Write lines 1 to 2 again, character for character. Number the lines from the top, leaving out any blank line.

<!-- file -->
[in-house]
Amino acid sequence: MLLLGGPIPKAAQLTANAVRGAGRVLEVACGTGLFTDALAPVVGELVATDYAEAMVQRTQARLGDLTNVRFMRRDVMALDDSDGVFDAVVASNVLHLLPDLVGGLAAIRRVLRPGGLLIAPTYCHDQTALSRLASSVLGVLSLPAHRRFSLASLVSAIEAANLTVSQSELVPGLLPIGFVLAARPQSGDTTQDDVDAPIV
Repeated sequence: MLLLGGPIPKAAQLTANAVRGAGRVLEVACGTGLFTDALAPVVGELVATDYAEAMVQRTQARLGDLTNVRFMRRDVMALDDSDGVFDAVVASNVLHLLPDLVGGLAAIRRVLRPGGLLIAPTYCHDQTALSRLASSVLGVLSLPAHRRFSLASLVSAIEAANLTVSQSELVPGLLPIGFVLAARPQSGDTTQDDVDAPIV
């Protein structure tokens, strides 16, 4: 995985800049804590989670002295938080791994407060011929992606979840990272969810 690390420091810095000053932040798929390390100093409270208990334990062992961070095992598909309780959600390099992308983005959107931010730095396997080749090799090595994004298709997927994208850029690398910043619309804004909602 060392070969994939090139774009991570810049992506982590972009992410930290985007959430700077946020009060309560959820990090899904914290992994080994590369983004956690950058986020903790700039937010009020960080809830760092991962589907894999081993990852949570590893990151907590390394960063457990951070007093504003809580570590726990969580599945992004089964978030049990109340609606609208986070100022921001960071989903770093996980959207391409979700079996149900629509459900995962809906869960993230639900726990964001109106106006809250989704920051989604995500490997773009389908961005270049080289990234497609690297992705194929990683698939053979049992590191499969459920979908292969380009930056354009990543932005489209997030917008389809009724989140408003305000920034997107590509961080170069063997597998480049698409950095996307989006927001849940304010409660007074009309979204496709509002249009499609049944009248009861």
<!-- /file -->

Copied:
[in-house]
Amino acid sequence: MLLLGGPIPKAAQLTANAVRGAGRVLEVACGTGLFTDALAPVVGELVATDYAEAMVQRTQARLGDLTNVRFMRRDVMALDDSDGVFDAVVASNVLHLLPDLVGGLAAIRRVLRPGGLLIAPTYCHDQTALSRLASSVLGVLSLPAHRRFSLASLVSAIEAANLTVSQSELVPGLLPIGFVLAARPQSGDTTQDDVDAPIV